In the WGNRR’s abortion discourse, the Call is connected to the Millennium Development Goals (MDGs), which address, among others, the issue of unsafe abortion. MDGs were agreed upon during the world conferences in the 1990s as part of the UN Millennium Declaration. These goals, realisable by 2015, promote human rights, education, environmental sustainability, social equality, and the elimination of poverty. As an international covenant, the MDGs can be used as a tool to measure the progress of governments’ efforts to address these problems. In particular, MDG 5 targets improvement of maternal health: Reduce by three-quarters the maternal mortality ratio.

Among the recommendations set to achieve this target are: (1) guarantee universal access to reproductive and sexual health and rights ser vices, information and education; (2) eliminate user fees for basic health services, including those for maternal health; (3) ensure access to quality post-abortion care, including treatment for the complications of unsafe abortion, post- abortion family planning counseling and services; and (4) train and equip health ser vice providers to ensure that abortion is safe and accessible in circumstances where abortion is not against the law.

The Call outlines demands and actions that respondents can take: (1) create access to basic health care services; (2) lobby to have Mifepristone and Misoprostol registered for distribution locally; (3) inform women on how they can give themselves safe abortion through the use of Misoprostol, where available; (4) demand the elimination of restrictive abortion laws; (5) demand governmental accountability; (6) educate ourselves and our communities about abortion; (7) create safe spaces where women can turn for good, realistic advice on abortion in a confidential setting; (8) create support structures for and with lawyers and doctors; (9) use creative means such as theatrical presentations, music, art or media to increase visibility of the realities around the issue of abortion; (10) when possible, urge religious leaders to speak out for safe abortion; (11) form coalitions; (12) create visibility projects where women can share their abortion stories and help break the silence and taboo around abortion; (13) utilise the media and public actions to place the abortion issue within the human rights framework; (14) continue researching the use of mid-level healthcare providers and midwives to provide early vacuum aspiration and medical abortion; and (15) increase availability of family planning services to reduce unwanted pregnancy.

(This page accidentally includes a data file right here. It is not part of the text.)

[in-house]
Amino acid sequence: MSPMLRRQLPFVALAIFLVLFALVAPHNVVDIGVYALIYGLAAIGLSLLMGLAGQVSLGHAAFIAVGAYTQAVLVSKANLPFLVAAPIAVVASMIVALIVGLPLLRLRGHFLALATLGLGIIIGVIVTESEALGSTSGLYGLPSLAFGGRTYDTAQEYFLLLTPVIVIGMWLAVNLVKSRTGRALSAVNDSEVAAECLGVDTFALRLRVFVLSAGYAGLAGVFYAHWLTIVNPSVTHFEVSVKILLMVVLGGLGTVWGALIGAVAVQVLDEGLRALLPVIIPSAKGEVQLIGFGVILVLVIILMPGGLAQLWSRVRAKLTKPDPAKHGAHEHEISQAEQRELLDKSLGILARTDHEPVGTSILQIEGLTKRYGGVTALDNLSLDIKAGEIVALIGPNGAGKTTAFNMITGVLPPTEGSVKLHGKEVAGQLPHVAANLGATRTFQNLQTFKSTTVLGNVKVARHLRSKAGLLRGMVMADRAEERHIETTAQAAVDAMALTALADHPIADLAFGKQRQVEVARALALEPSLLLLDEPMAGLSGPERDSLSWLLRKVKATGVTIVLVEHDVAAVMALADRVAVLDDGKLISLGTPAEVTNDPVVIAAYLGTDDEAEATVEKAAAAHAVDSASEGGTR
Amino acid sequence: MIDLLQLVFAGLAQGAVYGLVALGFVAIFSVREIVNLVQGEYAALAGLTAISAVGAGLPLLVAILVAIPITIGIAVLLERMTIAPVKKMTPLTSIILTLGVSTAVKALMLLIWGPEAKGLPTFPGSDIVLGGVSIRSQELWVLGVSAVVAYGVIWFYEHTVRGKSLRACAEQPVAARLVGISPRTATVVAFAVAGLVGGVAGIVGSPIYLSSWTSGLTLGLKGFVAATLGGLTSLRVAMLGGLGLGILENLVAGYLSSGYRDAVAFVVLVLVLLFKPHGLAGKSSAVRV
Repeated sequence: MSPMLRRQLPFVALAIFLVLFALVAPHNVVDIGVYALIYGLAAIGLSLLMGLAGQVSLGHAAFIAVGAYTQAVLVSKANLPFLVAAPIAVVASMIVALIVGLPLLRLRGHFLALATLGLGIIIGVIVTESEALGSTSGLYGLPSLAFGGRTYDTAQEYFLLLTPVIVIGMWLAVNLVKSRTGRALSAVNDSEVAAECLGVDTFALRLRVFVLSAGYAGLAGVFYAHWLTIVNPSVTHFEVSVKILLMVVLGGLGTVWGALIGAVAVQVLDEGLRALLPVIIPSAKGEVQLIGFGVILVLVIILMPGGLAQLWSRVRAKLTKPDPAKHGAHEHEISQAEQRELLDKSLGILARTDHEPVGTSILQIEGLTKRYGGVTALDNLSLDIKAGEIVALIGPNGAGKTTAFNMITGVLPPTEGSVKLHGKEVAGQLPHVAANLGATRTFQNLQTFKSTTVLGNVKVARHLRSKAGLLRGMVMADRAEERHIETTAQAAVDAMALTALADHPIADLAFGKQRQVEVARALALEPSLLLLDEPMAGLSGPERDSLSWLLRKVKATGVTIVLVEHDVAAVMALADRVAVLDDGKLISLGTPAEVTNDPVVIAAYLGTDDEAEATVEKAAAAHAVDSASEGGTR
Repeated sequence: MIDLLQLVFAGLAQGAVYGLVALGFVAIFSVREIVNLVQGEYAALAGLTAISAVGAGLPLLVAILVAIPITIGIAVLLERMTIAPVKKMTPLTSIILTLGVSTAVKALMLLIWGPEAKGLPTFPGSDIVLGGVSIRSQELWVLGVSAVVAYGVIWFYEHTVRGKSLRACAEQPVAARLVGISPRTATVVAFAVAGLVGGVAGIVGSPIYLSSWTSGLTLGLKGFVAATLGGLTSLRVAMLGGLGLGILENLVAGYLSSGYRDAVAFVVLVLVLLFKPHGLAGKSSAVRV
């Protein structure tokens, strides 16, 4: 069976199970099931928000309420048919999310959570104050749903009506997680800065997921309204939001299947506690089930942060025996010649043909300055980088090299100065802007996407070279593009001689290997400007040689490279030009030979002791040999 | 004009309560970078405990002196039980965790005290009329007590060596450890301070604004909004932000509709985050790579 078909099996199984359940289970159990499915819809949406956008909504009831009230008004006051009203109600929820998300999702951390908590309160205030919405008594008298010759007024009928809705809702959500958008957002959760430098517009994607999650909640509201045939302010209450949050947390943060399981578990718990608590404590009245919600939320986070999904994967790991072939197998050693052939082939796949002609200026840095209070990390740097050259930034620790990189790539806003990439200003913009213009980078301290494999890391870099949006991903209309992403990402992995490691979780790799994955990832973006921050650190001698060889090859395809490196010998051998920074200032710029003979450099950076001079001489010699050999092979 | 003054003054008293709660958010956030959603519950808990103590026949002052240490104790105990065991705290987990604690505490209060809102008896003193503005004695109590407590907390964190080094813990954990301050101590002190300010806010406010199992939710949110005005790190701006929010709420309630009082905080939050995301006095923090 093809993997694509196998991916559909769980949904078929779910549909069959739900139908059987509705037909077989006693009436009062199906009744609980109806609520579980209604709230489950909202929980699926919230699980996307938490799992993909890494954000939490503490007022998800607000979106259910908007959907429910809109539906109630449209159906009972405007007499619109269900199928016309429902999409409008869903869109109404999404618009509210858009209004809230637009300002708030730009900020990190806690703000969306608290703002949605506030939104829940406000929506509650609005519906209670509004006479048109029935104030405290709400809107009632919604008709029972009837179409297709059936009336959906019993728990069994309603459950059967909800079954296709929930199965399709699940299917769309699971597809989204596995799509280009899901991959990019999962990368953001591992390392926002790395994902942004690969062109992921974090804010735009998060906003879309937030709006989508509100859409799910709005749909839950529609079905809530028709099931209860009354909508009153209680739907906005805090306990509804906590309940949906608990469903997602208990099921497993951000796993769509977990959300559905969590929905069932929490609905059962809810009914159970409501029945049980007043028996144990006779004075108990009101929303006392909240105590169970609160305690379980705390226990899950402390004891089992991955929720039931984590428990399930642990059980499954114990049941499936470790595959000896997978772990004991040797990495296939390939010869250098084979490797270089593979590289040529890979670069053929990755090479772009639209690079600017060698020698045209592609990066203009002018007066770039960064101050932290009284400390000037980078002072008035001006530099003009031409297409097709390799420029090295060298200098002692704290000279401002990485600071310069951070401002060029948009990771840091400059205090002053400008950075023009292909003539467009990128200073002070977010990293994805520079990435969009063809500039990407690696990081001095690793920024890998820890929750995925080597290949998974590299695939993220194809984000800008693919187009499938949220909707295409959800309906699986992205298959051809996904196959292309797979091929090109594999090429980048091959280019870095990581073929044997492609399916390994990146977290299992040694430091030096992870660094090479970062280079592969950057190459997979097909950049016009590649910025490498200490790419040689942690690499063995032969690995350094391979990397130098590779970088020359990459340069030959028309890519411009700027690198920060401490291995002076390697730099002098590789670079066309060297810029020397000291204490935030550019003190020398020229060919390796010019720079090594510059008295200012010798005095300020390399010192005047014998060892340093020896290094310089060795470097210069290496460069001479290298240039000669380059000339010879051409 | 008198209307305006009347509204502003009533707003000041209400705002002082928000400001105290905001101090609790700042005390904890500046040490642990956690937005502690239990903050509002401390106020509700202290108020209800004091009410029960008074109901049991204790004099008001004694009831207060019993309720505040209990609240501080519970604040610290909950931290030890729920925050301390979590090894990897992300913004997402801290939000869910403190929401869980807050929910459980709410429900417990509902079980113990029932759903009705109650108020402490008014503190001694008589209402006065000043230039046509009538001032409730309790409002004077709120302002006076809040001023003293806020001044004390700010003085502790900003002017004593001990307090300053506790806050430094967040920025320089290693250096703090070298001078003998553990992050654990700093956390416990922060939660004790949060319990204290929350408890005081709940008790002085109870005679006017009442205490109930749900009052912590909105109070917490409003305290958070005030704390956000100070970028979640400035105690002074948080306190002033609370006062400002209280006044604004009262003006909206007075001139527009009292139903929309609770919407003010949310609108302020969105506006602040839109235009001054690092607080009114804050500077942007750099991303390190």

For WGNRR, the struggle for safe, legal and voluntary abortion as women’s human right remains to be a relevant cause for national, regional, and international policy advocacy. Backstreet abortion is a continuing global health problem. The challenge now is to develop sharper analyses and stronger arguments, and heighten activism in the light of present backstreet abortion realities.

Zelda DT Soriano is a lawyer and the communication and information officer of Women’s Global Network for Reproductive Rights.

Endnotes
1 As summarised from members’ reports presented during the WGNRR Regional Consultation Meeting in Managua, Nicaragua, November 7, 2007; and from contributed articles published in the WGNRR Newsletter 90, December 2007 edition.
2 Ibid.
3 Heisini, Leila (December 2007) “What do Muslims say about abortion?” in WGNRR Newsletter 90.
4 WGNRR Call for Action 2008 citing Ipas, ‘A’ magazine, Summer 2006.
5 Ibid.
6 Suzuki, Fumi (december 2007) “The abortion movement in Japan” in WGNRR Newsletter 90.
7 Case digests are available in WGNRR Newsletter 90, December 2007 edition.